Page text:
* A Day Of Fellowship

The men from the area groups had a meeting Monday.  They set it for Monday because it was a national holiday.  Not everyone could make it, as some ended up not getting the holiday.  But the Bereans and some men from Batasan Hills came and they had a profitable meeting.  Daniel spoke on Reformed church government, and Rev. Smit led a question hour.

The Q&A Period

Conversation During Coffee Break

Since the men were meeting, Tricia and I decided we would try to have a ladies' fellowship as well.  We had about 22 ladies altogether at Smit's house so it was a nice crowd.  We had lunch together.  Tricia and I made chicken adobo, banana bread and poppy seed muffins.  Quite a few of the ladies brought quite a bit of food too, so we did not go hungry!  There was a fish dish (fish cooked in coconut milk), a noodle dish, soup, rice, mangoes and more.  We had a devotion time and did some visiting.  Someone mentioned a game called "A trip to Jerusalem" (we know it as musical chairs) so we had fun playing a round of that.

Lunch Time

"A Trip To Jerusalem"

The Musician for our Game

They all wanted to see the Kleyn's place so we also made a trip over here.  We have a tree out front with makopa fruit on it.  Since the fruit is strange to us, and since someone said that not many people eat it, and since someone else told us you have to watch out for the grubs in the fruit, we hadn't even tried it.  Well .... that supplied a second round of fun for the ladies.  They swarmed the tree, my ladder was outside in a matter of minutes and they were picking the fruit.  I gave them plastic bags to take it home in and then also vinegar and salt so they could eat some right away.  They enjoyed looking through the house too.  Some of the young people were climbing our mango tree to get some mangos.  But there were a lot of red ants on the tree, so they soon gave up on it.

Picking Makopa Fruit

I have notes with tagalog words taped up all around the house,which they had fun reading.  One of the girls that came taped up some of her own Tagalog phrases for us.  They were all about eating balot - the fertilized duck egg! :-)  I served them some pop and they sat and chatted for a half hour or so before we headed back to the Smit's place.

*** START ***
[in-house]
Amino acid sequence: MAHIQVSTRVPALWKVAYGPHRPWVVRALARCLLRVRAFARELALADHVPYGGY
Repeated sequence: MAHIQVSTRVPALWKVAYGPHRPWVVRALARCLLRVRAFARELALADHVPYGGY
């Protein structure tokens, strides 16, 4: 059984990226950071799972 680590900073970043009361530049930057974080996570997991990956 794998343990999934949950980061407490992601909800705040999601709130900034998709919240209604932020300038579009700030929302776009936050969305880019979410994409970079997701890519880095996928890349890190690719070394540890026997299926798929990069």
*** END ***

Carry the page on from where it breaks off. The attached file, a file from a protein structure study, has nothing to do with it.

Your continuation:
Group Picture - Some Had Left Already

All in all it was a fun day and it was a great time for the ladies from the two groups to get to know each other. We'll have to do it again sometime.


* A Land Of Rice

We're certainly not experts at rice farming.  But we do get to see plenty of it taking place on our trips to Gabaldon.  Rice fields (paddies) just about all the way there and back.  Thought we'd share some of the beautiful sights with you.  We'll let the pictures tell the story.

A Paddy Being Prepared With A Rototiller

"Philippine Tractors" At Work

Carabao Pulling A Single Row Plow

A "Tractor" Taking A Well Earned Rest

Cooling Off

Mud.....Wonderful Mud

Egrets In The Paddies

The Finished Product Being Dried

Just About Ready To Eat

On The Dinner Plate .... Delicious!

* Sunday in the First Reformed Church of Bulacan

We were up before 6 and left home just before 7. The trip went fine, though we had a delay. We were held up for a little while in Prenza, where there was a market (palengke) along the main road that runs through town. There was a jeepney in front of us loaded with people. After staying in one place for a while, the people riding the jeepney must have realized they could walk faster. Pretty soon all the passengers were climbing off, and sure enough, they were soon lost up ahead in the crowd. All of this wasn't so bad. It was just that we weren't familiar with the route yet and didn’t know how much further we had to go. As a result we were a little worried we would be late. We also missed a turn off. Daniel was just starting to wonder if we were right, when a motor cyclist pulled up next to us and knocked on our window. It was one of the deacon’s from the Bulacan church. He had been watching out for us and chased us down when he saw us go past. Daniel was very glad to see him and we made it to the church in plenty of time. We took pictures of all the corners on the way, so that we can recognize them for next time.

The Motorbike We Followed - Bro. Reden

Pastor Flores taught a catechism class first for the children in Tagalog. All ages of children were there and the adults sat in as well.  The pastor has translated the PR Essentials in Reformed Doctrine catechism book into Tagalog and was using that.  He taught Lesson 3 on God's Essence and Names.

Pastor Flores Teaching Essentials Class

Most of the church service was conducted in Tagalog.  They have a small booklet of some of our Psalter numbers which have been translated, so we sang out of that.  (I notcied that several of the creeds were translated in the back of the booklet, too - Chalcedon, Nicene and Apostle's.)  It was a thrill to sing the familiar Psalter numbers with these saints in their language.  Daniel preached on the letter to the church at Ephesus at Pastor Flores' request.  The people had a printout of the sermon outline in Tagalog as well as English.  They do understand English well.

At The Front Door Of Their Church Building

After a few minutes break Daniel gave a speech on what consitutes a Reformed church.  In the future, instead of a class he's going to preach another sermon.  Normally they have services at 9 and 5 with a class beforehand each time. But they are going to do the two services consecutively on the Sundays that we come (the first Sunday of the month). They were open to the idea of Daniel preaching on the Heidelberg Catechism, so he will do that once each time.